The campaign had a large team of well-paid staff working at a colossal office in the Virginia suburbs and Parscale is said to have lavished himself with a chauffeur driven car, as well as $800,000 on boosting his Facebook and Instagram profiles.
Parscale was the brains behind a $100 million TV advertising splurge ahead of the convention.
Sources told the paper that some of the spending was purely to please the president rather than strategic.
This included the exorbitant $11 million for Super Bowl commercials, more than was spent on TV in some battleground states, which matched the billionaire Michael Bloomberg's spend on the game.  
A further $1 million was spent on TV advertising in Washington DC, a Democrat stronghold where the president of course lives.
Many of the specifics of the campaign spending are unclear, according to the Times, which said that since 2017 the RNC has routed $227 million through a limited liability company linked to senior Trump officials.
The firm, American Made Media Consultants (AMMC), has placed television and online adverts and allegedly made payments to Lara Trump, wife of the president's son Eric, and Kimberly Guilfoyle, former Fox News host and girlfriend of Donald Trump Jr.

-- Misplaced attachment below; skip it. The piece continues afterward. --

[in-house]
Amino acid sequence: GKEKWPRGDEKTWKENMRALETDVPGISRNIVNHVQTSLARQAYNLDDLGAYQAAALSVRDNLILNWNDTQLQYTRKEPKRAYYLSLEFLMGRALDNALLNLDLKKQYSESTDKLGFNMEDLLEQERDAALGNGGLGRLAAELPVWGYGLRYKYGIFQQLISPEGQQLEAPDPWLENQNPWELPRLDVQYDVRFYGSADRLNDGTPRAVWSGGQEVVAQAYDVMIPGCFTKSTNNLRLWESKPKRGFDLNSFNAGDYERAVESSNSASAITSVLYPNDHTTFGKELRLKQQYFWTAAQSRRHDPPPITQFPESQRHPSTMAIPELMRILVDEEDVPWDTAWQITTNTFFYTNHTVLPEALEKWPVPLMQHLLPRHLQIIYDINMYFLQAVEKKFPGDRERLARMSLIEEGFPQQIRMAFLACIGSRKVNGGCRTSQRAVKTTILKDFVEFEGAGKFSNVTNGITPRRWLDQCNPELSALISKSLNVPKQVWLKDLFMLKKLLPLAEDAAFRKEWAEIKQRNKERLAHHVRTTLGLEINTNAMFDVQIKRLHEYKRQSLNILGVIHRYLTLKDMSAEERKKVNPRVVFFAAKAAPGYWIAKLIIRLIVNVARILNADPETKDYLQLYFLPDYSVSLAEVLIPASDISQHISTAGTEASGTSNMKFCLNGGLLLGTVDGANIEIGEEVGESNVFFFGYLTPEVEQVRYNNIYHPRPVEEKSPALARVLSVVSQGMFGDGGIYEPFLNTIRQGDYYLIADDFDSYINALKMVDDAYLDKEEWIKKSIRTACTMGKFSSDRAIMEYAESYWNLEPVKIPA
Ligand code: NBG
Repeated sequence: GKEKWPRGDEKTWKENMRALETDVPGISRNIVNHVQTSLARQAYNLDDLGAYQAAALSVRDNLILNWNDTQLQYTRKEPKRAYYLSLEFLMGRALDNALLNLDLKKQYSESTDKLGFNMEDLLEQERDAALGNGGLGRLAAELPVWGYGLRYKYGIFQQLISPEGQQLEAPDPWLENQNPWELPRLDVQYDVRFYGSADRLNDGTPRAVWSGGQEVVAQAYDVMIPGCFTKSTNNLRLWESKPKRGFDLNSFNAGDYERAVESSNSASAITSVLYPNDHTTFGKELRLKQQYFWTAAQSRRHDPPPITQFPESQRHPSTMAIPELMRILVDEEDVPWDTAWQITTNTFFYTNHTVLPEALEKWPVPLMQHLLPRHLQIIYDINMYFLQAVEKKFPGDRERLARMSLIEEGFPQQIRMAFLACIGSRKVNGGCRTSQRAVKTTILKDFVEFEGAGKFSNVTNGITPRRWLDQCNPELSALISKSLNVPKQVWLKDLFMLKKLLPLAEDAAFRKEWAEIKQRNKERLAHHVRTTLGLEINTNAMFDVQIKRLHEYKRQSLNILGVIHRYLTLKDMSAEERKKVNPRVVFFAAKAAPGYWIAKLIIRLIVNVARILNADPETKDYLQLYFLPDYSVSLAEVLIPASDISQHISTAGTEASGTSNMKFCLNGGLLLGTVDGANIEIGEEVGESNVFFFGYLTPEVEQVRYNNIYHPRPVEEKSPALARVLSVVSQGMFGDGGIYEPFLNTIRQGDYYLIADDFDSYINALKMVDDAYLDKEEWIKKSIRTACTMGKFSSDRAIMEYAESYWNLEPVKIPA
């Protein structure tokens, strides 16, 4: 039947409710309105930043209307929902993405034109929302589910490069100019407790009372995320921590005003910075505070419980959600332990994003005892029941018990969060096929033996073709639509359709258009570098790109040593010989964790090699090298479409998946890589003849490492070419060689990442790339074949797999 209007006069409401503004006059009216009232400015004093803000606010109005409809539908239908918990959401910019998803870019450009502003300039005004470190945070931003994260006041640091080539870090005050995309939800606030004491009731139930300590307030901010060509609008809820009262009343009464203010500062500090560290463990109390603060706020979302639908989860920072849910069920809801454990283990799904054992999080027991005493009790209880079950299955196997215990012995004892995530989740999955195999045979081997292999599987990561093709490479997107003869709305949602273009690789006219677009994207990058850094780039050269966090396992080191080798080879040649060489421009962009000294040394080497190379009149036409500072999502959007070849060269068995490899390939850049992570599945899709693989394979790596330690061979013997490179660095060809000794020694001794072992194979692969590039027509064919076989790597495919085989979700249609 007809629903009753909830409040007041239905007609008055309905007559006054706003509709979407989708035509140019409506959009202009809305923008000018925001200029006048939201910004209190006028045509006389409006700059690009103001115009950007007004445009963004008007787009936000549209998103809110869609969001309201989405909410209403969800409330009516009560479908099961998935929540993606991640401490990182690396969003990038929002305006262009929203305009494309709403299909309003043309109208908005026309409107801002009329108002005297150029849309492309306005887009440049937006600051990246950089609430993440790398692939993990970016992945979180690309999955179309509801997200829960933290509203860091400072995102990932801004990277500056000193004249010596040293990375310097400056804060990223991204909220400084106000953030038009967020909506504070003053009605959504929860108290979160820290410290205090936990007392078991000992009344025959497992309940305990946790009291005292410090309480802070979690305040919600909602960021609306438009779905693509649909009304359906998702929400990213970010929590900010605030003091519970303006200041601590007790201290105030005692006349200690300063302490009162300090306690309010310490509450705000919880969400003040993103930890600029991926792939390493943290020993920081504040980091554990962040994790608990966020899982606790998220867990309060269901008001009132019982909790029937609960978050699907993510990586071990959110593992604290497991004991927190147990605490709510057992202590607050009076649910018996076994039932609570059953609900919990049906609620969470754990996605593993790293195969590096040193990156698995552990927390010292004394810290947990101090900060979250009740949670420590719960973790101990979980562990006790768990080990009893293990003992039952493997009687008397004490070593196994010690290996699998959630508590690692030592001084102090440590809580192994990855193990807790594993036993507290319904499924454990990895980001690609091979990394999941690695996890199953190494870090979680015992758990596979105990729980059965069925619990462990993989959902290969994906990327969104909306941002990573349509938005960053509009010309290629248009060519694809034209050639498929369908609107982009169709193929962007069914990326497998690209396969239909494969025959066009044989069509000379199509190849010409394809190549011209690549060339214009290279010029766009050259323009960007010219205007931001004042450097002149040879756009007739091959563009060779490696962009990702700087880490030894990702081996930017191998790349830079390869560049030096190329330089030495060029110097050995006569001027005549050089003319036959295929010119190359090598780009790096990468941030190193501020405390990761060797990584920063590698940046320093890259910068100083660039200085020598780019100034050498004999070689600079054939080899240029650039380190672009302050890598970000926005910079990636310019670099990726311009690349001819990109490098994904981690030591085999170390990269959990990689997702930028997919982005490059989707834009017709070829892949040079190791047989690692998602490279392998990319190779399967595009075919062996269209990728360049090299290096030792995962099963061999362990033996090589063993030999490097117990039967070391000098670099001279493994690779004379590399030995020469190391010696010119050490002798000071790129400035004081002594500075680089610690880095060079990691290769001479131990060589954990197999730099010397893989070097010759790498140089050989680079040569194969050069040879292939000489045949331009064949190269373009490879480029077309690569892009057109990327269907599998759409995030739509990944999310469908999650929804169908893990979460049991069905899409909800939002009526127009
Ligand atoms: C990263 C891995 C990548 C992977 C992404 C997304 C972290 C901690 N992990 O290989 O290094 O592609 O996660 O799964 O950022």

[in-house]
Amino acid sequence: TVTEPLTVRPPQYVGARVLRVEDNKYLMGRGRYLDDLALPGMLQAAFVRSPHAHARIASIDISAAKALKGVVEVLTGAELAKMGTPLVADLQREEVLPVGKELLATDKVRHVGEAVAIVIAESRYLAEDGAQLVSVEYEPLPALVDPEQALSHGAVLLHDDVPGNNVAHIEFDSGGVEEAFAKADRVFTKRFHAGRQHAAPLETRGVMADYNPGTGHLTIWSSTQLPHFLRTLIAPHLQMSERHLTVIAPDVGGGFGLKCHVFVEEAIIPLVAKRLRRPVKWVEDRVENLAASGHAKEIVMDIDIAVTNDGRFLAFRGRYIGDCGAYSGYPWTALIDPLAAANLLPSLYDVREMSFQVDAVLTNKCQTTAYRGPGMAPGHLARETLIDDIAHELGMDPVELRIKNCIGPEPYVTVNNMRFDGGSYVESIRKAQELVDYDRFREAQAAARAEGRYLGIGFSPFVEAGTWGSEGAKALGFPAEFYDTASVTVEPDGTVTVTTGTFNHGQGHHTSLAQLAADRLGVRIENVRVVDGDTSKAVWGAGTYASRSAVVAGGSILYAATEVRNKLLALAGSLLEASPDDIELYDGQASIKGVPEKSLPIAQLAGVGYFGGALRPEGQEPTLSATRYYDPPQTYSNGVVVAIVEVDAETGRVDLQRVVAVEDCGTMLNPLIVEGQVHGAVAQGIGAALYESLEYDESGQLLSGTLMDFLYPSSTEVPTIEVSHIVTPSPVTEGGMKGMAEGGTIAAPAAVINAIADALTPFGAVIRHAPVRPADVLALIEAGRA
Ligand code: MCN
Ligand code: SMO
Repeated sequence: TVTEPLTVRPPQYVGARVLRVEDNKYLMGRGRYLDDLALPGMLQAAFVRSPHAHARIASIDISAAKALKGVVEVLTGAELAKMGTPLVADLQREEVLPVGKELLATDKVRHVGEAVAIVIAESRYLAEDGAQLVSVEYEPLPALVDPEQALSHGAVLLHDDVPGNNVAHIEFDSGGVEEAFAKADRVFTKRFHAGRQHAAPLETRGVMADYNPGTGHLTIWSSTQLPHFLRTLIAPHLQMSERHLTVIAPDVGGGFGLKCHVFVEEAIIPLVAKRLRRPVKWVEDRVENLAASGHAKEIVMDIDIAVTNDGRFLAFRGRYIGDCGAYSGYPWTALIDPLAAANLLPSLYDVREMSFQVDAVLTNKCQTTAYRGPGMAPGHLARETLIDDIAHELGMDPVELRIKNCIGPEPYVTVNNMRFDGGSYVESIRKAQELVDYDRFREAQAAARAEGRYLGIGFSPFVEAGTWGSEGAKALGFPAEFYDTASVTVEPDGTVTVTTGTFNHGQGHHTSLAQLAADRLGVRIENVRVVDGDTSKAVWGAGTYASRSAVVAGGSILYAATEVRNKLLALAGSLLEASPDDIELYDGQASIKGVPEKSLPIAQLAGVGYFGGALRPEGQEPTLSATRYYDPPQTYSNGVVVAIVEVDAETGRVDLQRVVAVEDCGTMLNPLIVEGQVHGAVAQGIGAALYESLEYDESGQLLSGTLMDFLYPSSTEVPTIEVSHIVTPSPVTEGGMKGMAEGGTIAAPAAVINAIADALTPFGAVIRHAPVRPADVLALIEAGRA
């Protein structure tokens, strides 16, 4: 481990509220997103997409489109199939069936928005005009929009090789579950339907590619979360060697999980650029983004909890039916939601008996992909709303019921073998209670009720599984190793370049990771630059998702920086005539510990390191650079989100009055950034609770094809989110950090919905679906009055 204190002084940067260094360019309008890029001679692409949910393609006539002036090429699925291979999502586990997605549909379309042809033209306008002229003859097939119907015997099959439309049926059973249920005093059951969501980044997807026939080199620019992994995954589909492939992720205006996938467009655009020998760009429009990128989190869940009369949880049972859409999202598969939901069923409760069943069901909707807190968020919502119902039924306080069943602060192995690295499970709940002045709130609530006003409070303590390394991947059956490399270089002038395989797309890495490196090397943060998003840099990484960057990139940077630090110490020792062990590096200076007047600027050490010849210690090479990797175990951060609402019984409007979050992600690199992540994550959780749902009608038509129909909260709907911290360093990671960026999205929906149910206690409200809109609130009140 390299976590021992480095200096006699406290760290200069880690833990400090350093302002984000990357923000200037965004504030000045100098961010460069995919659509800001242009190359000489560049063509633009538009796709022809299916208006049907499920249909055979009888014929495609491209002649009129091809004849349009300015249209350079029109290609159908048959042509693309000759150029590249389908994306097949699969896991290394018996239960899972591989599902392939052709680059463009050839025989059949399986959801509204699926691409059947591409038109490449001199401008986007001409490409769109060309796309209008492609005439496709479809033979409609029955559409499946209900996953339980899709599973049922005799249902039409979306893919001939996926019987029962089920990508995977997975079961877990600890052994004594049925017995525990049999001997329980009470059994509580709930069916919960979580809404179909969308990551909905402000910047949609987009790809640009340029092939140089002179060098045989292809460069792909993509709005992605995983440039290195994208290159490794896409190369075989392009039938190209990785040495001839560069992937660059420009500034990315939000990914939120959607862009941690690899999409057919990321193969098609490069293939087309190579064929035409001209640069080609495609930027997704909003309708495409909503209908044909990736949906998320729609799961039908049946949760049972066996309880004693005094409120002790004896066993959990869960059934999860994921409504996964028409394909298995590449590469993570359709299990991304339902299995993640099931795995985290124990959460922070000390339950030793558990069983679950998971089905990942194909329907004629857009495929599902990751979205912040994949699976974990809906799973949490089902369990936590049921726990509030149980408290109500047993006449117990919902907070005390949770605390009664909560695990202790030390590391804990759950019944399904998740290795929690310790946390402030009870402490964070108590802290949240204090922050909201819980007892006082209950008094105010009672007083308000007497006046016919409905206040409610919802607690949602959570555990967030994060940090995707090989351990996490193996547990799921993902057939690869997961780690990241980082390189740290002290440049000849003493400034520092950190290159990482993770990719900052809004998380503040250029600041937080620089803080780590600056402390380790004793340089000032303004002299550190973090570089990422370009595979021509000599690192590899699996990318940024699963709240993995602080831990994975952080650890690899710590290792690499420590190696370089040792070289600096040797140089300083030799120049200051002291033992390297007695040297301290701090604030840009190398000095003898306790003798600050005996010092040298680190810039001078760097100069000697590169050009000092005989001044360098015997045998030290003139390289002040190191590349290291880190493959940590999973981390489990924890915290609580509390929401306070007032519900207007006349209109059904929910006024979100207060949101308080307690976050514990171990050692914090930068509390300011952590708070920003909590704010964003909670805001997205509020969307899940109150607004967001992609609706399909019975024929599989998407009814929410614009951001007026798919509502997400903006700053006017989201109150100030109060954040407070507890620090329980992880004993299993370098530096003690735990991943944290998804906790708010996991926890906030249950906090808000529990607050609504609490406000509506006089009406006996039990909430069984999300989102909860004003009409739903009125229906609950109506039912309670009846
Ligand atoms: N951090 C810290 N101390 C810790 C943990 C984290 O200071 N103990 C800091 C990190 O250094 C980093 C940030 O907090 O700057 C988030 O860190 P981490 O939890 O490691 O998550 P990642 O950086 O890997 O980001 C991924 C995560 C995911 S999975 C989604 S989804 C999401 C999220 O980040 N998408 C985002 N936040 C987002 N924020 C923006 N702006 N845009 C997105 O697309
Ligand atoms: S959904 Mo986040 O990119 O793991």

Brad Parscale, then manager of President Donald Trump's reelection campaign, throws 'Make America Great Again,' hats to the audience before a rally in Grand Rapids in March last year
Brad Parscale, then manager of President Donald Trump's reelection campaign, throws 'Make America Great Again,' hats to the audience before a rally in Grand Rapids in March last year
Campaign manager Bill Stepien (right) stands alongside US President Donald Trump as he speaks with reporters aboard Air Force One as he flies from Manchester, New Hampshire to Joint Base Andrews in Maryland, August 28
Campaign manager Bill Stepien (right) stands alongside US President Donald Trump as he speaks with reporters aboard Air Force One as he flies from Manchester, New Hampshire to Joint Base Andrews in Maryland, August 28
The Trump campaign has been contacted with regards to the allegations, which are the subject of a Federal Election Commission complaint. 
Another $39 million has been paid to Parscale Strategy LLC and Giles-Parscale, run by Parscale since 2017.
Parscale told the Times that he had 'no ownership or financial interest in AMMC and that he had 'negotiated a contract with the family for 1 percent of digital ad spend and after becoming campaign manager took no percentage.'
He also said that his spending was 'under the very close eye of the family' or 'in partnership with Ronna McDaniel (the RNC chairwoman).'